Latest News

AT&T call center workers hit employer with class action, claim were shorted OT pay

By Tomas Kassahun | Nov 1, 2018

A group of employees who work at an AT&T call center have filed a lawsuit against the telecommunications company over allegations they were not paid for overtime work.

Goodyear, General Motors sued by driver whose car overturned

By Noddy A. Fernandez | Oct 29, 2018

A driver whose vehicle overturned after one of his tires failed, causing permanent injury, is suing Goodyear and General Motors for allegedly selling unreasonably dangerous products.

Workers comp, health insurers for Illinois towns add to mass of municipal opioid lawsuits

By Jonathan Bilyk | Oct 15, 2018

Organizations providing workers comp insurance and employee health insurance for more than 200 Illinois local governments have joined the mass of lawsuits against drug makers, distributors and others associated with the spread of so-called opioid painkillers.

Attorney: Court's denial of Lincolnshire right-to-work ordinance could forebode SCOTUS fight

By Gabriel Neves | Oct 9, 2018

A recent decision by a federal appeals court in Chicago likely forebodes a legal fight before the U.S. Supreme Court over the fate of so-called local right-to-work zones in Illinois and throughout the country.

From Legal Newsline

Opioid lawsuits should proceed, magistrate tells MDL judge

By Daniel Fisher | Oct 9, 2018

A magistrate judge recommended that a bellwether trial against the opioid industry proceed, rejecting nearly all the arguments presented by manufacturers, distributors and retailers in their motions to dismiss hundreds of lawsuits accusing them of causing a national crisis.

Appeals judges: Lincolnshire, other towns can't create right-to-work zones, despite home rule powers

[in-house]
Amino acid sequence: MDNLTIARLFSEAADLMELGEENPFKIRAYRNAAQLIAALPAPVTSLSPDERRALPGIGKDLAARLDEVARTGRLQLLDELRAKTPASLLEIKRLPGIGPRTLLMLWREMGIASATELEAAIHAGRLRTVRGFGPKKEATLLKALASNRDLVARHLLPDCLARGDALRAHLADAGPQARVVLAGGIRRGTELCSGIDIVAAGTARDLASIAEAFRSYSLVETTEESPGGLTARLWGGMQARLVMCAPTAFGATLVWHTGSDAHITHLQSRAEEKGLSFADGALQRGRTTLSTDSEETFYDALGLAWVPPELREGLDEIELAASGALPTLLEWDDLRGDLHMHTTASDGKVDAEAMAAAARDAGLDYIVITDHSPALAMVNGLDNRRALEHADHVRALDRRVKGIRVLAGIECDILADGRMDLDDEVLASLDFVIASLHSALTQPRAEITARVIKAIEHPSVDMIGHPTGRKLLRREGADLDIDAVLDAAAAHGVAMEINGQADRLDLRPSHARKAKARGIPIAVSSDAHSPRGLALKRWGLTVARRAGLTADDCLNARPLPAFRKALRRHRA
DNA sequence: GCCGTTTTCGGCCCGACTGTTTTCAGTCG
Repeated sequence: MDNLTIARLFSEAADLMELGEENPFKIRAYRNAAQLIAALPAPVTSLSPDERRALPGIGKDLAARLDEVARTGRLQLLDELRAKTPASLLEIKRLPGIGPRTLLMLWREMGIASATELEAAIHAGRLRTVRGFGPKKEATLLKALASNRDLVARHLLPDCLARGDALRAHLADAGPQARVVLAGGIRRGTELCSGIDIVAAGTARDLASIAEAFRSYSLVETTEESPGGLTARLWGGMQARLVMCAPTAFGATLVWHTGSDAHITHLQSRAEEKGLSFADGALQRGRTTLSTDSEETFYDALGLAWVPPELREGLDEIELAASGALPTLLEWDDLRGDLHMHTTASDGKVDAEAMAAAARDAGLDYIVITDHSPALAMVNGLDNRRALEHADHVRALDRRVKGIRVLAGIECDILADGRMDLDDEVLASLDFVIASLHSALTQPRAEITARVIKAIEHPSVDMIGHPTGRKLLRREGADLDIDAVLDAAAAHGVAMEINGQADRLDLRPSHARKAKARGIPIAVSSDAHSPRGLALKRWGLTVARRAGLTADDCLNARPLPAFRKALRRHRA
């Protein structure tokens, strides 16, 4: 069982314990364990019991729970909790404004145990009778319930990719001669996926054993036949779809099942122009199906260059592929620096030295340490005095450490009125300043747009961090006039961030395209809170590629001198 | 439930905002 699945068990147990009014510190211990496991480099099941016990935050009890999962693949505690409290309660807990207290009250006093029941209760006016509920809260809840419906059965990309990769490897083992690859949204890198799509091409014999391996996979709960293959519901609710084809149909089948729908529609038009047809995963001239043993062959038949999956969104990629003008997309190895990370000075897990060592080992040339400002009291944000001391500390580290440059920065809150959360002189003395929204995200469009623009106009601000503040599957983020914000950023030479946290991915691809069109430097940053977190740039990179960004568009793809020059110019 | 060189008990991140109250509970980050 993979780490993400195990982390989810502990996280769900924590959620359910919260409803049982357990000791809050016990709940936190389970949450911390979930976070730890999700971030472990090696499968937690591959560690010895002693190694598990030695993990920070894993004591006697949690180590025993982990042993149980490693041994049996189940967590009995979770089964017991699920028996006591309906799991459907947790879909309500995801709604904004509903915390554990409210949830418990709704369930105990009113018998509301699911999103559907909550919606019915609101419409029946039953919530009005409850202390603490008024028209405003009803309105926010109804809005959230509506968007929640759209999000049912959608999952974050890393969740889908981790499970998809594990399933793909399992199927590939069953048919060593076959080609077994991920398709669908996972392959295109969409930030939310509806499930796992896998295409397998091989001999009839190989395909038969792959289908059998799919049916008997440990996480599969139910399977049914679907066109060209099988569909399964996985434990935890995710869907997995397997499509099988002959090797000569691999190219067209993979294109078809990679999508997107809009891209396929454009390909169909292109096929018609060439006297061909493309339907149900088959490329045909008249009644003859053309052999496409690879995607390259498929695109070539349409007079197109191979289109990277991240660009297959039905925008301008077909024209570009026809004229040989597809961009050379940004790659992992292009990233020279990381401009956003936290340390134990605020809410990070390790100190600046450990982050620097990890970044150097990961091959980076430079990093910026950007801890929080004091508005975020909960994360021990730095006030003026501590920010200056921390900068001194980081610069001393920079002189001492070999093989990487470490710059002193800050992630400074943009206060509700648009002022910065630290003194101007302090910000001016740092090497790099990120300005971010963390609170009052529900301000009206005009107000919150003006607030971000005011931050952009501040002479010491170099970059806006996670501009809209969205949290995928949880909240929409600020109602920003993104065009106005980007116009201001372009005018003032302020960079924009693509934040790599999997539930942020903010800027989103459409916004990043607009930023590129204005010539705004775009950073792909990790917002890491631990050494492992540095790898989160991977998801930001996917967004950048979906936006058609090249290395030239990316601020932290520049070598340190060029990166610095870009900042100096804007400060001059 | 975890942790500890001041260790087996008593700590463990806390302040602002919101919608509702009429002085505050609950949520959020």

By Jonathan Bilyk | Oct 1, 2018

Saying to find otherwise would create “catastrophic” consequences for labor law in Illinois and across the country, a federal appeals panel has backed a federal judge’s decision to toss an attempt by a northwest suburban village to use its home rule powers to create a local right-to-work zone within its borders.

Wendy's sued by workers who claim broke law when scanned fingerprints for use with punch clock

By Cook County Record | Sep 24, 2018

Fast food chain Wendy's is among the latest businesses operating in Illinois to be sued by workers for allegedly violating workers' rights under an Illinois biometrics privacy law by scanning employee fingerprints for use with its employee punch clock systems.

Appeals panel: Parents can sue paint makers for kids' lead screening costs, even though covered by Medicaid

By Dan Churney | Sep 11, 2018

A Chicago appellate court has overturned a lower court’s dismissal of a class action by parents who wanted paint companies to pay for mandatory tests of their children to see if the children had lead in their blood, finding the parents still hold the right to sue the companies, even though Medicaid footed the bill.